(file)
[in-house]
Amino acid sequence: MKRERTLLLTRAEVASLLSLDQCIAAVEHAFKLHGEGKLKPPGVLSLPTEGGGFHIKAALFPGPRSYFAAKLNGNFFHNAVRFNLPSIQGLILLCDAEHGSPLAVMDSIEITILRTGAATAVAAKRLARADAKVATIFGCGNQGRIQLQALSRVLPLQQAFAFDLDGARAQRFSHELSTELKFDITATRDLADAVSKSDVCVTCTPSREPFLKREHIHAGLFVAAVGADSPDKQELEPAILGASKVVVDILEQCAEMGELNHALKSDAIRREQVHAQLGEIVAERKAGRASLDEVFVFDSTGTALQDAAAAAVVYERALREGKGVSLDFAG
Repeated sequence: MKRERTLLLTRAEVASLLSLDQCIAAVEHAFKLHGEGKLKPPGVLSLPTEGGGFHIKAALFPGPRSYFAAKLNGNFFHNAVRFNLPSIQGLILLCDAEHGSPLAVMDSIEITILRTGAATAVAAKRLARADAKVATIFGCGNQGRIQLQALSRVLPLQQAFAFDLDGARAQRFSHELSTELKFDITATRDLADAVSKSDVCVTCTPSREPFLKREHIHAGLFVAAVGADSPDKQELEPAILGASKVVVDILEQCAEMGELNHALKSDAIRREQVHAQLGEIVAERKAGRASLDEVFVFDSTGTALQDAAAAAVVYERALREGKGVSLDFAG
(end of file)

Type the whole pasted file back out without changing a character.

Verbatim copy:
[in-house]
Amino acid sequence: MKRERTLLLTRAEVASLLSLDQCIAAVEHAFKLHGEGKLKPPGVLSLPTEGGGFHIKAALFPGPRSYFAAKLNGNFFHNAVRFNLPSIQGLILLCDAEHGSPLAVMDSIEITILRTGAATAVAAKRLARADAKVATIFGCGNQGRIQLQALSRVLPLQQAFAFDLDGARAQRFSHELSTELKFDITATRDLADAVSKSDVCVTCTPSREPFLKREHIHAGLFVAAVGADSPDKQELEPAILGASKVVVDILEQCAEMGELNHALKSDAIRREQVHAQLGEIVAERKAGRASLDEVFVFDSTGTALQDAAAAAVVYERALREGKGVSLDFAG
Repeated sequence: MKRERTLLLTRAEVASLLSLDQCIAAVEHAFKLHGEGKLKPPGVLSLPTEGGGFHIKAALFPGPRSYFAAKLNGNFFHNAVRFNLPSIQGLILLCDAEHGSPLAVMDSIEITILRTGAATAVAAKRLARADAKVATIFGCGNQGRIQLQALSRVLPLQQAFAFDLDGARAQRFSHELSTELKFDITATRDLADAVSKSDVCVTCTPSREPFLKREHIHAGLFVAAVGADSPDKQELEPAILGASKVVVDILEQCAEMGELNHALKSDAIRREQVHAQLGEIVAERKAGRASLDEVFVFDSTGTALQDAAAAAVVYERALREGKGVSLDFAG